The overnight session was frustrating exercise in “position-squaring,” which is a term we often use as a sort of generic, hifalutin way of saying “that’s just the way the ball is bouncing.” It does have a foundation in reality though. If traders have mostly been taking “curve flattening” positions, it means that shorter-term yields have been rising faster than longer-term yields. If traders then “square” (or, more simply, “close/cover”) those positions, it implies longer-term bonds losing ground relative to shorter-term bonds. Case in point, today begins with 10yr yields up almost 9bps to new 11-year highs of 3.581 while 2yr yields are up only 3.3bps.
This isn’t the only way to approach the weakness, however. While anecdotal reports from traders confirm the position-squaring phenomenon, there was also bona fide bond bearish data in the overnight session with yet another record-setting inflation report in Germany that kicked off selling pressure in EU bonds. A bigger-than-expected rate hike in Sweden wasn’t necessarily a key consideration for global markets, but it didn’t help.
With the Fed on deck tomorrow and the market having moved fairly rapidly since last week’s CPI report to price in higher odds of a bigger rate hike, it’s only natural that we’ve seen more upward pressure on shorter-term bonds. At some point, the nearness to the Fed decision limits the room that short-term bonds have to run, thus leaving more room for longer-term yields to run.
The following chart plots 2yr vs 10yr spreads (aka “the curve”). It’s currently inverted (i.e. 10yr yields are lower than 2yr yields), but let’s just focus on the movement. When it’s moving lower, 2s are rising relative to 10s. We’ll call this “flattening” even though it would only technically be flattening if 10s were still higher than 2s. “Invertening” doesn’t have the same ring to it…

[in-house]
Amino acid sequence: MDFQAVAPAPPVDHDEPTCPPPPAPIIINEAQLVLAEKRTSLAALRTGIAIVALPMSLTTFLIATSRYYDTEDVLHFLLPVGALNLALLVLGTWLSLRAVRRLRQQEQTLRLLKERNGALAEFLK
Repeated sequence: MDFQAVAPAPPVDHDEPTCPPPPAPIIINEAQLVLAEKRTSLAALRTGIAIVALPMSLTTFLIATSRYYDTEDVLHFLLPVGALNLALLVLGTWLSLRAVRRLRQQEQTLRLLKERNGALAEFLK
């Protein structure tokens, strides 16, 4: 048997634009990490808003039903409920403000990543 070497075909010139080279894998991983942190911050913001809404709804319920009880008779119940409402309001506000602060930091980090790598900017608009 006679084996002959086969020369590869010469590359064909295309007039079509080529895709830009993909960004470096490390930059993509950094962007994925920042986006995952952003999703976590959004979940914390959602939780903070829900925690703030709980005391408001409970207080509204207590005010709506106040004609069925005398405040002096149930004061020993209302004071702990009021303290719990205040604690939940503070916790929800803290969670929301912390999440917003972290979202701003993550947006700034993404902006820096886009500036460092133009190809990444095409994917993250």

Long story short, traders moved quickly to price in even more pain for the short end of the curve (remember, the short end is more closely related to the Fed Funds Rates, so if traders see the FFR moving higher more quickly than before, 2s should indeed take more damage than 10s). Fed Funds Futures priced in about a 20-25bp upgrade in the outlook over the next year, so the 25bp move in the yield curve makes decent sense, as does the resistance seen when it hit -0.45. That resistance could be one of the things that explains today’s outsized losses in longer-term Treasuries.
In other news, let’s check back in with MBS coupons. We receive a lot of questions as to why we follow 4.5s still, even though they are trading just over 97. For what it’s worth, 5.0 coupons are getting closer and closer to taking the lead, but we’d want to be sure we weren’t seeing some sort of correction after tomorrow’s Fed announcement. Even then, 4.5 coupons have a lot more depth and still have a bit more